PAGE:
as Activision’s Little Computer People as far back as 1985. But this was the little standalone device that brought individual artificially intelligent digital characters to the masses. And if that makes your nostalgia gland twitch, you can still get a Tamagotchi even today – yep, Bandai still makes them.
23 Oculus Quest
The Quest brought VR gaming into the homes of non-geeks, allowing users to interact with downloadable games rather than just watching videos. Using its cameras and sensors, players could now safely walk around while being tracked virtually. With built-in ear-firing speakers and a pair of intuitive controllers included, the Quest made full-on VR affordable and consumer-friendly. Whether you think VR really is the future or just a fad, there’s no denying this product’s significance in freeing it from the tech-nerd ghetto.
22 Fitbit Flex
Fitbit’s first wrist-worn tracker looks good eight years on. In fact, some of us would probably still be wearing it today if we’d taken better care of the little plastic nugget that makes up the Flex’s brain. What
did it do? Well, five little LED pips showed how close you were to reaching your daily steps goal, while
it also offered silent alarms and sleep tracking… and that’s pretty much it. Back in the day some complained it was too plain, but you could still probably sell something like this on Kickstarter as a new kind of minimalist mindful wearable.
21 Sonos Play 1
The Play:1 sang its way into our living rooms in 2013 as the most affordable Sonos speaker. Delivering the same high-quality audio we’d already come to expect from the company, it made Sonos an everyday brand. With the ability to play over Wi-Fi, Sonos’s own network and Spotify Connect, this was a speaker designed for those embracing the smart home. It could cater to only-slightly-slumming-it audiophiles too, with stereo tech to hook multiple speakers up together. The Play:1 was the ideal entry-level blaster for music streamers.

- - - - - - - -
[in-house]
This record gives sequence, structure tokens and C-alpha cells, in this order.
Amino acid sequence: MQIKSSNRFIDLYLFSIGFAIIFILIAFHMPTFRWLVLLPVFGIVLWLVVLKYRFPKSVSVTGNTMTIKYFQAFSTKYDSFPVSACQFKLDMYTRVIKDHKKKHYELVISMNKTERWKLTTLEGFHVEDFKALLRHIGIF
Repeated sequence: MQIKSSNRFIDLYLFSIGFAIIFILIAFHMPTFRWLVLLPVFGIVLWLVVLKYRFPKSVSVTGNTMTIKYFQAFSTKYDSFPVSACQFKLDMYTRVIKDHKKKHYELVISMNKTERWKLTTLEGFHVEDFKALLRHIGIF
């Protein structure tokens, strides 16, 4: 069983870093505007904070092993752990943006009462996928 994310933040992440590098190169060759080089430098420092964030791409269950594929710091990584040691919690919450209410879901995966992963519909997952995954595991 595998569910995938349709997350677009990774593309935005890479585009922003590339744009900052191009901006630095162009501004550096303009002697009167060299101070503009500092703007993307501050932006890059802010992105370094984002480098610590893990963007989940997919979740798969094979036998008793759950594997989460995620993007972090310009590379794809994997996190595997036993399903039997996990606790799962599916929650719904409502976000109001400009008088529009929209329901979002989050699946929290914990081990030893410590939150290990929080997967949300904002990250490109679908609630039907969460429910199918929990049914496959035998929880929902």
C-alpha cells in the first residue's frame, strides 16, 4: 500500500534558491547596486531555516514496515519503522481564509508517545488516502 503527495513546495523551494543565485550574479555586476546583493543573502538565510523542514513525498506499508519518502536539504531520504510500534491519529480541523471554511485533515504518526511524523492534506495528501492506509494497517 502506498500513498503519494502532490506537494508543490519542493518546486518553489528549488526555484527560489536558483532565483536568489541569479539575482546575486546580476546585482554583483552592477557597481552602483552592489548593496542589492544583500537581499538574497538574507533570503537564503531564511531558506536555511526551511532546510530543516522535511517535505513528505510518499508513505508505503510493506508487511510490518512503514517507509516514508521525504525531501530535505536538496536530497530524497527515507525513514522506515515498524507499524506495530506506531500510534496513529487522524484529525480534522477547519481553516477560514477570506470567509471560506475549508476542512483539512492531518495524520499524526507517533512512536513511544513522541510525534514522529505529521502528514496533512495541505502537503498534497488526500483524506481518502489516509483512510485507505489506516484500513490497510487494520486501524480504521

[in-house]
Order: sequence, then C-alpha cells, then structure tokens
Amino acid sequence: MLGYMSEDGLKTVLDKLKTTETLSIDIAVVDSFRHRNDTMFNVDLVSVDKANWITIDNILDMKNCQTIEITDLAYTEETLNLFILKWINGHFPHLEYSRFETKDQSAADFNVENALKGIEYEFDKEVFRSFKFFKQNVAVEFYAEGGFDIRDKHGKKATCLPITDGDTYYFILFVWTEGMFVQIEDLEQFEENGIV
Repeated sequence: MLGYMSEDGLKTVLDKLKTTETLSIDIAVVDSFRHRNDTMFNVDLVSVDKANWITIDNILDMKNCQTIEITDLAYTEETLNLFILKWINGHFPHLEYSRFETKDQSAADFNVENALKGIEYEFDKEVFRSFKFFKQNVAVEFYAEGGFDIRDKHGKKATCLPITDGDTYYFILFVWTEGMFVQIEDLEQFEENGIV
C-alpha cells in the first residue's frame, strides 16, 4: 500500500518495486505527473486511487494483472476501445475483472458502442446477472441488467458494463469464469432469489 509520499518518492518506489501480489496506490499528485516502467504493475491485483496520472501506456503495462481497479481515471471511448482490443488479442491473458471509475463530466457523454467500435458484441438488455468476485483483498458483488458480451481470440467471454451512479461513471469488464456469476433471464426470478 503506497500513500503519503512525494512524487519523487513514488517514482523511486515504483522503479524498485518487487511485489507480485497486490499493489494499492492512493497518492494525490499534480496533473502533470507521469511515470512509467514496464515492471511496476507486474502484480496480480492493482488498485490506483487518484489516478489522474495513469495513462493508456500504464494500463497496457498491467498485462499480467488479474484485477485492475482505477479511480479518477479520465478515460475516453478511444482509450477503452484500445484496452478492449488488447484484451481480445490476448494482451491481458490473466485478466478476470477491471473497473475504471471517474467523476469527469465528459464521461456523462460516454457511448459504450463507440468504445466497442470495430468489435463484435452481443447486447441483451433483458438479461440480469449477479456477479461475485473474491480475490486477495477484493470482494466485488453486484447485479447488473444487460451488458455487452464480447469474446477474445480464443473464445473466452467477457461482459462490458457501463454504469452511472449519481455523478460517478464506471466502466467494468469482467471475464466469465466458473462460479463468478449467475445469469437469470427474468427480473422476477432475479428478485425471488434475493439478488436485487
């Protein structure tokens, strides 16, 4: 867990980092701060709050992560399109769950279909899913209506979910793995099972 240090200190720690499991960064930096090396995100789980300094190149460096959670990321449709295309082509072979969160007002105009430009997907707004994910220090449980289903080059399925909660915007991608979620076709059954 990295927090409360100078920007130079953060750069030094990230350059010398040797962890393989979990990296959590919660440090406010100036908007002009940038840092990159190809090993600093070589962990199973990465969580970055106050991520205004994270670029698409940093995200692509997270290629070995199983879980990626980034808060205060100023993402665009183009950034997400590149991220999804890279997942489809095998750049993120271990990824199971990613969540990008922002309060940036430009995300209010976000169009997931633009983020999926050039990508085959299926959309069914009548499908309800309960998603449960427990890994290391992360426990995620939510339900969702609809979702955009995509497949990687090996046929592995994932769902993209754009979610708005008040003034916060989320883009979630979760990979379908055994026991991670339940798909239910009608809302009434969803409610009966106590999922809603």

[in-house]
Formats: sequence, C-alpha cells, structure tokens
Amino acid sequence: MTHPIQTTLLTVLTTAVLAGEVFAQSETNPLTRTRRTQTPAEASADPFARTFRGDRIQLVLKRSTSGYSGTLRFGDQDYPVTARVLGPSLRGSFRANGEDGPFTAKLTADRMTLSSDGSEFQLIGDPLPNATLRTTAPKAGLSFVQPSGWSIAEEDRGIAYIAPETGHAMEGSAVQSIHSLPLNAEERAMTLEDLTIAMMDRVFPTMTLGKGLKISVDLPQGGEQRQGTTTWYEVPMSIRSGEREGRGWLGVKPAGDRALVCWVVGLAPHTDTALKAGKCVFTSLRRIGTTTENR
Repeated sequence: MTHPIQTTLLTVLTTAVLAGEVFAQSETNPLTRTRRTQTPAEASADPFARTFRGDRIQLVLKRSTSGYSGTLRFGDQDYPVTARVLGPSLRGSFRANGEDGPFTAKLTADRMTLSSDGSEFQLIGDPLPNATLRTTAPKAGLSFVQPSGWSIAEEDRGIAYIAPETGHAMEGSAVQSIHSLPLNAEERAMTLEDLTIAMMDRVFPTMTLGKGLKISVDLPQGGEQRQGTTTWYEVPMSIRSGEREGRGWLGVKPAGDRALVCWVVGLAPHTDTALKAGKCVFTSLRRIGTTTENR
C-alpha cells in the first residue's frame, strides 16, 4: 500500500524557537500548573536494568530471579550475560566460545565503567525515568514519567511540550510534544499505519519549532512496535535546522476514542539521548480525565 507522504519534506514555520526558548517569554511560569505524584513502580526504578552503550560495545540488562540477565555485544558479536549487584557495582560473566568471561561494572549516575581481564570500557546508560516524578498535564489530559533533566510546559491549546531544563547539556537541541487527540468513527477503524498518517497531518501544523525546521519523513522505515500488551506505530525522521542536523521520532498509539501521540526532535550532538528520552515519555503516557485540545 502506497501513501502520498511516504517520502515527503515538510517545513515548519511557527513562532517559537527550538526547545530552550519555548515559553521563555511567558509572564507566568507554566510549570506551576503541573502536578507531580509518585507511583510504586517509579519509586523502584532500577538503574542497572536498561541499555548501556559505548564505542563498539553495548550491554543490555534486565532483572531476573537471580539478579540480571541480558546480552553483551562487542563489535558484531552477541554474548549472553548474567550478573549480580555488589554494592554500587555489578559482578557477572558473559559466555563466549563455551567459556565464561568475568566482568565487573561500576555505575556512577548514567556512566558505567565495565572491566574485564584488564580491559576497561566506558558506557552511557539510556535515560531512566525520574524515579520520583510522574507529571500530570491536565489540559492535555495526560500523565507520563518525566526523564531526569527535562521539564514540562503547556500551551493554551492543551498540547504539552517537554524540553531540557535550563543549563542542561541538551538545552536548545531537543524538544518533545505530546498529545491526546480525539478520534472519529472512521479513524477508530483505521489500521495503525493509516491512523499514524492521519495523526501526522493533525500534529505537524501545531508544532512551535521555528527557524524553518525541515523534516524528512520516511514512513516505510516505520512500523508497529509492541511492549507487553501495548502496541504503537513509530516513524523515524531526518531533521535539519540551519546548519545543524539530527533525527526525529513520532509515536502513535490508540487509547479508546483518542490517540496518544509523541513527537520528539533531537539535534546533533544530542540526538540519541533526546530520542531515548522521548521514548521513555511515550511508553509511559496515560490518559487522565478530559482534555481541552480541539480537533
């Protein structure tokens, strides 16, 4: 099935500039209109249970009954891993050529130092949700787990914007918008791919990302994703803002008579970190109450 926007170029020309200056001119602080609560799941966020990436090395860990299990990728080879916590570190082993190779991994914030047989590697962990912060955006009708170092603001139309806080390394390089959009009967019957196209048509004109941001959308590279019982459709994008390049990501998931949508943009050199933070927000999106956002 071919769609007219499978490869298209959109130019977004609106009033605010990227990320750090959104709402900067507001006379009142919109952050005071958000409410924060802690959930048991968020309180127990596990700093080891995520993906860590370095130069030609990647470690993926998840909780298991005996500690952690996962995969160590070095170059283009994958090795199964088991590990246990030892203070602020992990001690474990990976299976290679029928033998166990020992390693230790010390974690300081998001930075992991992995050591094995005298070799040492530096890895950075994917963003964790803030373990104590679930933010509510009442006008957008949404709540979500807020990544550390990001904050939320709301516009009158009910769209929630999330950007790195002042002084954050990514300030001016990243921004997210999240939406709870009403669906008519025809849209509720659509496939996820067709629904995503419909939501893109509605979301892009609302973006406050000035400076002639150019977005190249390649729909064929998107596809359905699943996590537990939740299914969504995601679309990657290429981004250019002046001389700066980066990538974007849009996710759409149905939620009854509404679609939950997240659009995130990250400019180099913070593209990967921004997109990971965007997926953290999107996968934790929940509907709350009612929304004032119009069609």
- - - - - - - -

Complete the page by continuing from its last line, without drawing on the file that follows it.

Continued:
20 Motorola Razr V3
It’s hard to properly appreciate the Motorola Razr V3 without unsticking your head from 2021. Let’s go back to 2004, when normal folk weren’t obsessed with phones. Alright, they were texting away like thumb-zombies, but the handsets themselves were little more than tools.
That changed with this flipper, which turned around Motorola’s fortunes by shifting 130 million units. The Razr starred in more TV shows and movies than just about any other gadget of the era, and it deserved that spotlight: its elegant curves, anodised aluminium shell, metal touchpad and slim profile changed how we look at phones.
The Razr V3 wasn’t expected to be a big seller, as it cost upwards of £400. That seemed absolutely loads at the time, but what’s mere money in the face of pocketable design sorcery?
Nokia 9500 Communicator
Smartphones didn’t start with the iPhone. Nokia had long been producing handsets with proper keyboards, and its Communicator series is a key step on the road to modern phones like the one you’ve just dropped. Whoops!
The original 9000 Communicator came to market in August 1996, just a few months before Stuff was born. But it’s the 9500 of eight years later, a brilliant device, that’s made our list. It had two displays – a standard phone screen on the outside and a wider ‘work’ one inside – and featured a browser based on Opera that could work with both WAP and HTML, as well as running Java apps and Nokia’s Office-compatible software.
Of course, Nokia wasn’t alone in creating pre-smartphone smart phones – but for their time, the Communicators were highly capable devices indeed.